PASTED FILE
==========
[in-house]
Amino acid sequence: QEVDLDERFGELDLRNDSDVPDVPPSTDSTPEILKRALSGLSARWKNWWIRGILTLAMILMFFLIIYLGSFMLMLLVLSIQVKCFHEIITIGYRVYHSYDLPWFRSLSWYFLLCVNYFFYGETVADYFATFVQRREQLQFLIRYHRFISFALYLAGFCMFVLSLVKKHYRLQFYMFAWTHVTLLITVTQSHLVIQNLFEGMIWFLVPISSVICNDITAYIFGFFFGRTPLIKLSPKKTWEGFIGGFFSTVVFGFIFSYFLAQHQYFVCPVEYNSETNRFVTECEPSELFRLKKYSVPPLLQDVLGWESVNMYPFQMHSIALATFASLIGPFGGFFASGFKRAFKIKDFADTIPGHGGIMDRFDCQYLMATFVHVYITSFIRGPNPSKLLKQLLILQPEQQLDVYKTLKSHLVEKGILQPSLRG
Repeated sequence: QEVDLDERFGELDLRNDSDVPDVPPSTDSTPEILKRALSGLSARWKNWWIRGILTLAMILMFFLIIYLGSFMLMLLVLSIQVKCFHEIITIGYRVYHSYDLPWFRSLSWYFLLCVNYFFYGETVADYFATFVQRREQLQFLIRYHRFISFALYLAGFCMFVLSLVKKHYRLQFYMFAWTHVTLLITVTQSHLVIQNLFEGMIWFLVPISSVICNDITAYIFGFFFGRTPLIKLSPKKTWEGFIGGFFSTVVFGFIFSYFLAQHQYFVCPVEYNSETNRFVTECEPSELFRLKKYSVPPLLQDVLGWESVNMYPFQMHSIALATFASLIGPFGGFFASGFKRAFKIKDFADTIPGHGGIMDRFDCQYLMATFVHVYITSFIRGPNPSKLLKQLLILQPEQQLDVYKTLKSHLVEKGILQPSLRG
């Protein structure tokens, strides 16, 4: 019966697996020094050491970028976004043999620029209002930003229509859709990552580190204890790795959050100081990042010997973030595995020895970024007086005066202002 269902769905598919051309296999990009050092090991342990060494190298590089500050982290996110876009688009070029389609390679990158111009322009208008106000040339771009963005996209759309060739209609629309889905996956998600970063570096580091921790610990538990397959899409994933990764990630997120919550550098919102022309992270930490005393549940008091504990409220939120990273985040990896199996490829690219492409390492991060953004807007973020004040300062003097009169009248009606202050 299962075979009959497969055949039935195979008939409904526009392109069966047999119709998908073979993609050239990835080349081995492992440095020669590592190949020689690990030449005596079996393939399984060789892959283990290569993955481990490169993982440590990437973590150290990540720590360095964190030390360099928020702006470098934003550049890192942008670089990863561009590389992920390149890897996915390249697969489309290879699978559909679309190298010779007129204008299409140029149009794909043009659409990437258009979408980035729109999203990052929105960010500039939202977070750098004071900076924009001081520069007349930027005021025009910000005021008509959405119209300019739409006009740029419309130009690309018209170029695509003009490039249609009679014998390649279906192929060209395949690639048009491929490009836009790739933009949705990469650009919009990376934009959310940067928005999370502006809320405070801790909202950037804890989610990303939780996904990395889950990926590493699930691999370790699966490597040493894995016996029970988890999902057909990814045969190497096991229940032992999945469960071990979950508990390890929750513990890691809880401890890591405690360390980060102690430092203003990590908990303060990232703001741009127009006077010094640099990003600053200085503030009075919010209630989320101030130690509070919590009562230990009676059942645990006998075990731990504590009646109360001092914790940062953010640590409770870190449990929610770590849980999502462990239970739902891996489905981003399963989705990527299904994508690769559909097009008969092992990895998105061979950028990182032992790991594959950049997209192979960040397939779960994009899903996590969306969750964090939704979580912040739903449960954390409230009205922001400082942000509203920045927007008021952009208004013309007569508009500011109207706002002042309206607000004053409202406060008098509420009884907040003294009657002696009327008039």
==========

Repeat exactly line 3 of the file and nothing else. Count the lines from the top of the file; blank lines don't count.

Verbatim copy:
Repeated sequence: QEVDLDERFGELDLRNDSDVPDVPPSTDSTPEILKRALSGLSARWKNWWIRGILTLAMILMFFLIIYLGSFMLMLLVLSIQVKCFHEIITIGYRVYHSYDLPWFRSLSWYFLLCVNYFFYGETVADYFATFVQRREQLQFLIRYHRFISFALYLAGFCMFVLSLVKKHYRLQFYMFAWTHVTLLITVTQSHLVIQNLFEGMIWFLVPISSVICNDITAYIFGFFFGRTPLIKLSPKKTWEGFIGGFFSTVVFGFIFSYFLAQHQYFVCPVEYNSETNRFVTECEPSELFRLKKYSVPPLLQDVLGWESVNMYPFQMHSIALATFASLIGPFGGFFASGFKRAFKIKDFADTIPGHGGIMDRFDCQYLMATFVHVYITSFIRGPNPSKLLKQLLILQPEQQLDVYKTLKSHLVEKGILQPSLRG